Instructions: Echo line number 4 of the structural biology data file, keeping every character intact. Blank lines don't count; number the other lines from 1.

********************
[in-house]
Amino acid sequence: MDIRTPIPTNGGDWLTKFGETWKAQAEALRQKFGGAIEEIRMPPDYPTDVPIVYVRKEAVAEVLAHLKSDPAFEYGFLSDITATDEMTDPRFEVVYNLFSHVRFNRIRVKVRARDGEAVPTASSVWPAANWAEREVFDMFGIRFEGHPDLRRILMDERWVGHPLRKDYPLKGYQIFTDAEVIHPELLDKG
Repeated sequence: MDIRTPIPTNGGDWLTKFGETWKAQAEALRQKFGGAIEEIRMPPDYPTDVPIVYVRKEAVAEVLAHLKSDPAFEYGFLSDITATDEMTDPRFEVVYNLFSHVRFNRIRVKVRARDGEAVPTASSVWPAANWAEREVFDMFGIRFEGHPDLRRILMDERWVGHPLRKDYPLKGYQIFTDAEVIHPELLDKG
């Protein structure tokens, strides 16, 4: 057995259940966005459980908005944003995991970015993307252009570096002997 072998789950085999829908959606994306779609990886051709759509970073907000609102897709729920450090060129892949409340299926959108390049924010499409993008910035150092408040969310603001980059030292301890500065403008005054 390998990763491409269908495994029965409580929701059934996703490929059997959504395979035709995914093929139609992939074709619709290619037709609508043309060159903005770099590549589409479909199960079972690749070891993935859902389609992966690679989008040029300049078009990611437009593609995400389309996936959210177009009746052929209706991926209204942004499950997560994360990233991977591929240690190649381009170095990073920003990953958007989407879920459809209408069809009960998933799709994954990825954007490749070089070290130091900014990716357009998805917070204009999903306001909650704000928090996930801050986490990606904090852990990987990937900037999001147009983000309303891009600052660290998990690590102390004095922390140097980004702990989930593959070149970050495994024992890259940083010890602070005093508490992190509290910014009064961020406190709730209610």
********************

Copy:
């Protein structure tokens, strides 16, 4: 057995259940966005459980908005944003995991970015993307252009570096002997 072998789950085999829908959606994306779609990886051709759509970073907000609102897709729920450090060129892949409340299926959108390049924010499409993008910035150092408040969310603001980059030292301890500065403008005054 390998990763491409269908495994029965409580929701059934996703490929059997959504395979035709995914093929139609992939074709619709290619037709609508043309060159903005770099590549589409479909199960079972690749070891993935859902389609992966690679989008040029300049078009990611437009593609995400389309996936959210177009009746052929209706991926209204942004499950997560994360990233991977591929240690190649381009170095990073920003990953958007989407879920459809209408069809009960998933799709994954990825954007490749070089070290130091900014990716357009998805917070204009999903306001909650704000928090996930801050986490990606904090852990990987990937900037999001147009983000309303891009600052660290998990690590102390004095922390140097980004702990989930593959070149970050495994024992890259940083010890602070005093508490992190509290910014009064961020406190709730209610």